5 Companies That Had A Rough Week

The Week Ending Jan. 13

Topping this week's roundup of companies that had a rough week is Dimension Data, which continues to see an exodus of executives from the systems integrator's top management ranks.

Also making the list this week were Apple, which faces a revived anti-trust lawsuit; ZTE, which is reportedly slashing jobs as its handset business struggles in China; AT&T and Verizon, which the Federal Communications Commission said this week are in violation of net neutrality rules; and Adobe, which hustled to fix 42 security vulnerabilities in its software this week.

Not everyone in the IT industry was having a rough go of it this week. For a rundown of companies that made smart decisions, executed savvy strategic moves – or just had good luck – check out this week's Five Companies That Came To Win roundup.

Dimension Data Executive Exodus Continues

Dimension Data is seeing yet another wave of top-level executive departures, with sources telling CRN that North American President Waheed Choudry and Senior Vice President of Human Resources Denise Messineo have left the systems integrator. Steve Rogers, senior director of the company's networking business unit, left in December.

Dimension Data has undergone a series of major reorganizations in the last six months. Dimension Data Americas CEO Mark Slaga and CFO Eric Gibson departed in December after the most recent shakeup. Global CEO Brett Dawson stepped down in June after 12 years at the company.

Dimension Data was acquired by NTT in 2010 and the latest executive departures appear to stem from efforts to bring the systems integrator deeper into its parent company, NTT Data.

Apple Faces Revival Of Antitrust Lawsuit Concerning App Store Policies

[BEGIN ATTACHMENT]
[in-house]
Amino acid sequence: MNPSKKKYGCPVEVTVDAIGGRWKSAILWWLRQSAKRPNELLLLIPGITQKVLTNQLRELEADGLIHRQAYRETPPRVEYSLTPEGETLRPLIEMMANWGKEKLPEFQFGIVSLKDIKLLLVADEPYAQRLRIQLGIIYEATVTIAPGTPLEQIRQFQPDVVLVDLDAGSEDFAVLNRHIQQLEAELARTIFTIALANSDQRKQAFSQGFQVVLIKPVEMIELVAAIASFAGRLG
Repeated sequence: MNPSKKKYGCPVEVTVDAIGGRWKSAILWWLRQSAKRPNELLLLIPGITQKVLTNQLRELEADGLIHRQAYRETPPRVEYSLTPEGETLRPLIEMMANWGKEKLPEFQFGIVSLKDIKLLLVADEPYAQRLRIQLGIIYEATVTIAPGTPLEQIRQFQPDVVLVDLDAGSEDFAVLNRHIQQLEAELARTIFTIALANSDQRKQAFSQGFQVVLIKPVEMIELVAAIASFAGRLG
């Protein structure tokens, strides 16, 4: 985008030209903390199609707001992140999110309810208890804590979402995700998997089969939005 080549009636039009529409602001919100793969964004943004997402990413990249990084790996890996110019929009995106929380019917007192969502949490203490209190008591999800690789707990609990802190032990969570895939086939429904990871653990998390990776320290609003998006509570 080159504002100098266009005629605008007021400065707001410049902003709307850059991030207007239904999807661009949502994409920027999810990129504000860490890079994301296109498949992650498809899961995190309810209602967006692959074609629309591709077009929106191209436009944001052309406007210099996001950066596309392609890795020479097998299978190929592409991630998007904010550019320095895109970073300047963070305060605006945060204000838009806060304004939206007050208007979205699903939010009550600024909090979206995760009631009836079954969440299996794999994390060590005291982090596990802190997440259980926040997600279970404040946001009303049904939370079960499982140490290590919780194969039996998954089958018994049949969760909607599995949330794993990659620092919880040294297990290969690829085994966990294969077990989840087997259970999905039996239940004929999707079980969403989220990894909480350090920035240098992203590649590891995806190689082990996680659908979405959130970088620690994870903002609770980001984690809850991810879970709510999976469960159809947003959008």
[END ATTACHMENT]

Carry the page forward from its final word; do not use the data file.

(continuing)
Getting hit with a lawsuit is bad news. Just as bad is getting hit – again – with a lawsuit that you thought was dismissed years ago.

This week Apple faced the revival of an antitrust lawsuit over the company's policy of requiring that iPhone applications only be sold through its App Store. The lawsuit was initially filed in 2011 by a group of consumers who argued that Apple had created a monopoly with the App Store policy, which prohibited developers from selling iPhone apps on their own.

The lawsuit was dismissed in 2013. But a federal appeals court in San Francisco has revived the suit and a lawyer for the plaintiffs told Bloomberg that they could ultimately seek hundreds of millions of dollars in damages from Apple.

One solution provider told CRN that enterprise customers generally favor Apple's App Store approach because they know the offered applications have been vetted and are certified to be malware-free.

Chinese Telecom Giant ZTE Reportedly Slashing 3,000 Jobs

ZTE, the China-based telecom and network giant, is cutting some 3,000 jobs representing about 5 percent of the company's 60,000 employees.

The layoffs stem from the company's struggling handset business in China and a decline in worldwide smartphone shipments.

Adding to the company's woes is an upcoming ban on exports by U.S. companies to ZTE next month, the result of ZTE's allegedly breaking U.S. sanctions on sales to Iran. About one-third of the components ZTE uses come from Microsoft, Intel, Qualcomm and other U.S. vendors.

AT&T, Verizon Come Under FCC Fire For Net Neutrality

A report issued by the Federal Communications Commission this week charges that Verizon and AT&T's zero-rating policies violate the FCC's net neutrality rules.

A report from the FCC's Wireless Telecommunications Bureau concludes that AT&T's Sponsored Data program and Verizon's FreeBee Data 360 service, both incorporating a practice known as "zero-rating," violate the FCC's Open Internet Order on net neutrality, according to a Forbes story. FCC chairman Tom Wheeler (pictured) sent the report to a number of U.S. Senators this week.

Wheeler is about to step down from the FCC and it's unclear how much the incoming Trump Administration plans to enforce net neutrality rules.

Adobe Scrambles To Fix 42 Software Vulnerabilities

Adobe Systems released security updates this week for its Flash Player, Adobe Reader and Acrobat products that fix critical vulnerabilities attackers could use to install malware on computers.

The updates address 13 vulnerabilities in Flash Player and 29 vulnerabilities in Adobe Acrobat and Reader, according to security bulletin's posted on Adobe's Website.